In the embodiment of FIG. 7, power meter module 706 includes a power control module 712, a power monitor 714, and storage 708. Power control module 712 performs control functions for metering assembly 302, such as performing control functions with regard to a corresponding transfer switch 110 and a corresponding circuit breaker 204. For example, as shown in FIG. 7, power control module 712 communicates over communication link 124 to receive power requests from and to provide enable signals to a corresponding transfer switch 124. Power control module 712 communicates over communication link 122 to provide control signals to a corresponding circuit breaker 204.

Power monitor 714 performs monitoring functions for metering assembly 302. For example, power monitor 714 may monitor a power supplied by alternate power source 104 through the corresponding transfer switch 110. In some embodiments, power monitor 714 may perform status monitoring with regard to a corresponding transfer switch 110 and circuit breaker 204 using communication links 718 and 720, respectively.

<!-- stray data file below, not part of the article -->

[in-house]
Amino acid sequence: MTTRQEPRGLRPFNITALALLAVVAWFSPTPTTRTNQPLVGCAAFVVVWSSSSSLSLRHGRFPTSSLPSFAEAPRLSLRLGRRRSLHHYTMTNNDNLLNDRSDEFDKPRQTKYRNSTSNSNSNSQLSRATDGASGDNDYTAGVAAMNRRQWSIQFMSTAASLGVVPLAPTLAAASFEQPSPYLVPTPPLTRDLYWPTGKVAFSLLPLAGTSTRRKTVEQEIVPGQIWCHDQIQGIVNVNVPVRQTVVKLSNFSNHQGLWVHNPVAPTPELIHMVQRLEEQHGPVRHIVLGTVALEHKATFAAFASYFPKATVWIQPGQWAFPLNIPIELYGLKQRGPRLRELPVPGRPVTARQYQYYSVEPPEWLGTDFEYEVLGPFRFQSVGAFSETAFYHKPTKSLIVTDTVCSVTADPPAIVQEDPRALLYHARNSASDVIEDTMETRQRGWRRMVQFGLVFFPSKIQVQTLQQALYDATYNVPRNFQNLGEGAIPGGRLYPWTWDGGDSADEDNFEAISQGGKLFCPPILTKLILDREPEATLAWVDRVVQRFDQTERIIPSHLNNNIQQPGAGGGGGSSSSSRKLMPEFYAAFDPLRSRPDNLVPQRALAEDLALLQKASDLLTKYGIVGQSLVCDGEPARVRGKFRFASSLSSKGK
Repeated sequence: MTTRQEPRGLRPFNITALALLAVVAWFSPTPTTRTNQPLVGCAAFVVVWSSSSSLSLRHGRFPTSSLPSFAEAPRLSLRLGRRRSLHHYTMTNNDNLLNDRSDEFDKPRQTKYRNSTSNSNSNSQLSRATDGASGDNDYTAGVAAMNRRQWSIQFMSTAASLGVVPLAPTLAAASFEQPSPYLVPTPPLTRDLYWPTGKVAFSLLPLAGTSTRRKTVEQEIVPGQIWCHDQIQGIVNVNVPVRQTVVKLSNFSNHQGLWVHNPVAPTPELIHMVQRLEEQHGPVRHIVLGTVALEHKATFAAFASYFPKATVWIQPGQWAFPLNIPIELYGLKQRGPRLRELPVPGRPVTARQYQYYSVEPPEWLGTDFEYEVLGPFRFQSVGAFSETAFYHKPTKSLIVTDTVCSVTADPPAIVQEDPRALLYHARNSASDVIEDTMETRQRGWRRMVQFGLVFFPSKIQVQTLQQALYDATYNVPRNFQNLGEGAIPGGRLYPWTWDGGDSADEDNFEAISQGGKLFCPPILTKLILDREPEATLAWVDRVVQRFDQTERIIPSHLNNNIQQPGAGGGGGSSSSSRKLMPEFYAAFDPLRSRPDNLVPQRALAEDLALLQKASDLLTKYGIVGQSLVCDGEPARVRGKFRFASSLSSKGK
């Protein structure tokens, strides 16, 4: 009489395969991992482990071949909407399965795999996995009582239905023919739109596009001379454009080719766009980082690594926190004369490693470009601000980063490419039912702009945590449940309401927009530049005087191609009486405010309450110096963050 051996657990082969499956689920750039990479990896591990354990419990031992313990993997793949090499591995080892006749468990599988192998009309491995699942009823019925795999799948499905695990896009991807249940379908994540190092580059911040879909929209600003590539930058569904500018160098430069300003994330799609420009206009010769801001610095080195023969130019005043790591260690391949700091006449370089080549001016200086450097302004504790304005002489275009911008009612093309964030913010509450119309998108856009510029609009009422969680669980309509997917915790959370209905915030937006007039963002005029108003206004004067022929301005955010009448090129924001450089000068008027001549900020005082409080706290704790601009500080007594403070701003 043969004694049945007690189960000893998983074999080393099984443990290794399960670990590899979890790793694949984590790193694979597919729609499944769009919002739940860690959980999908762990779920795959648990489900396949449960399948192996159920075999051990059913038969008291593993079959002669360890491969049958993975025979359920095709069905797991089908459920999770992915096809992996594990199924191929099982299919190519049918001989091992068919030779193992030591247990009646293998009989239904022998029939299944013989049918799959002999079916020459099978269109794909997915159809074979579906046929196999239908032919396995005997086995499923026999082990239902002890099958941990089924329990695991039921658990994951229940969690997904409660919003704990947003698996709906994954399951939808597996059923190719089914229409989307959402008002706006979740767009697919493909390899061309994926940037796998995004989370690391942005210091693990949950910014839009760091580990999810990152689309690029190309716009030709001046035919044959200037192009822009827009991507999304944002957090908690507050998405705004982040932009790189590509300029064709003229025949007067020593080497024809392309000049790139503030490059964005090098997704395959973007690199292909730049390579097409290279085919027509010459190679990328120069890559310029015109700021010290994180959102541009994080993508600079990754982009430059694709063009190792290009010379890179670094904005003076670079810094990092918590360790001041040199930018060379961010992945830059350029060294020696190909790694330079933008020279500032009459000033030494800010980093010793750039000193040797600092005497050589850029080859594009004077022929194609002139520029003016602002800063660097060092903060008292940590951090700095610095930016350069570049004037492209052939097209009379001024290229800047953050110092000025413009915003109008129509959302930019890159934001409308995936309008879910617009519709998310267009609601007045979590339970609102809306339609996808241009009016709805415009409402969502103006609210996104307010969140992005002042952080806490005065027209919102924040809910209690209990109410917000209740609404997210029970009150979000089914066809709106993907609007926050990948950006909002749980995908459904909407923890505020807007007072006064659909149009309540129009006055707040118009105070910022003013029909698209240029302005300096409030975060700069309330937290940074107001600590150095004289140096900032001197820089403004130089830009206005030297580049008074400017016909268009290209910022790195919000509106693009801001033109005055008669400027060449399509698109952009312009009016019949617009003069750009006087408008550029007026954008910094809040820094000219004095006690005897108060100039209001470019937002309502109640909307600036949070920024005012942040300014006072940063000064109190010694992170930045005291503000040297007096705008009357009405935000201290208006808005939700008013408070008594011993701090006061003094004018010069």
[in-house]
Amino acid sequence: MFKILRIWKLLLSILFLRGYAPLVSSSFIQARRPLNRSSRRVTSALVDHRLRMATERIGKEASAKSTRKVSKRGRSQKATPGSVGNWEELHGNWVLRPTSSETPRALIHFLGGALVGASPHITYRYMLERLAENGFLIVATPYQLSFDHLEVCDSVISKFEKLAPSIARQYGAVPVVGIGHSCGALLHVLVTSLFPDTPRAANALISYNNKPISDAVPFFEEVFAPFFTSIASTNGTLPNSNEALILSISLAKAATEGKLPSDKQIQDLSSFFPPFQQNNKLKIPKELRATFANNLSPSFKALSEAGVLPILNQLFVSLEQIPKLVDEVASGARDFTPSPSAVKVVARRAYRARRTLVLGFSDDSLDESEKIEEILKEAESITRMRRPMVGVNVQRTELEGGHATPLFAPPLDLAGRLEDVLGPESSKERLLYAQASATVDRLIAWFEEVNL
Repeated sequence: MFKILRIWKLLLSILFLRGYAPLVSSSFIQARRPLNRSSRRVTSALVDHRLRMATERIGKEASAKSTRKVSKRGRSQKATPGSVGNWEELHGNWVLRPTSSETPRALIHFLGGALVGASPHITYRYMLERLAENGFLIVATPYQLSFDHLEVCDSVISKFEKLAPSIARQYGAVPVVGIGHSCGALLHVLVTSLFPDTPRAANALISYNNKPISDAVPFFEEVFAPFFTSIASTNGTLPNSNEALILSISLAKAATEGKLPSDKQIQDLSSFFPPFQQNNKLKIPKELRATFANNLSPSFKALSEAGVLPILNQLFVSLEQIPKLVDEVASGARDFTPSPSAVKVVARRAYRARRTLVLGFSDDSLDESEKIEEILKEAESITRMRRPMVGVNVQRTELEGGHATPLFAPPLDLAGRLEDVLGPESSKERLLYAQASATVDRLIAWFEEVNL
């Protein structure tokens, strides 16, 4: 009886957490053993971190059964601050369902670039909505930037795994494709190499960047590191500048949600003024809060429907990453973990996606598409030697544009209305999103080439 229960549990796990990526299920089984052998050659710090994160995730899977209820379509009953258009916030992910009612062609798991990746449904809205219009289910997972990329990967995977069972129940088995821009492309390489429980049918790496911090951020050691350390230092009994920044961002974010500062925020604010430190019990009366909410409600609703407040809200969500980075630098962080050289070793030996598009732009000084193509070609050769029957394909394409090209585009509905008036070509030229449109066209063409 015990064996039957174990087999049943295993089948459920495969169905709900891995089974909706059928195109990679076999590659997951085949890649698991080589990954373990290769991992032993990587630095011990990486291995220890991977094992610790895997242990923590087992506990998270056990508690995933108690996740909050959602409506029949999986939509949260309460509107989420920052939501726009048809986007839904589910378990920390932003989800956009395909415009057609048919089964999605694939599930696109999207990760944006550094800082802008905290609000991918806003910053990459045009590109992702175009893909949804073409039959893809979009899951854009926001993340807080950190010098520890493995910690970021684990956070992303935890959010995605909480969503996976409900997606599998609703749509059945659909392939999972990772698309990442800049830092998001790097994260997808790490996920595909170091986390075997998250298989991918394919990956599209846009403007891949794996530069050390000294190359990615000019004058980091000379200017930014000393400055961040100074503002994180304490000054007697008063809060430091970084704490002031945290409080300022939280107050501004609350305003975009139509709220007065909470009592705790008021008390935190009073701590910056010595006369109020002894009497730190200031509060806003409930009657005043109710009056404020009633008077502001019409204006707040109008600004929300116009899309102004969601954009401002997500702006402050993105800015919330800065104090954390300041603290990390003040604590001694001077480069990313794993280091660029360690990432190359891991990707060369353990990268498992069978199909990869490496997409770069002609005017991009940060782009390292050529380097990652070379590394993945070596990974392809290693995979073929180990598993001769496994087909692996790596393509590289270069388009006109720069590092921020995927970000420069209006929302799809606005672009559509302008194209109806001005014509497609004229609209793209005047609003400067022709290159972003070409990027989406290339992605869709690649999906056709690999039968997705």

Power control module 712 and power monitor 714 may be implemented in hardware, software, firmware, or any combination thereof Storage 708 includes one or more storage devices (e.g., memory chips, hard disc drives, etc.) for storing information, including control data, status data, power data, and/or further types of information. In an embodiment, power meter module 706 may be a power meter or similar device.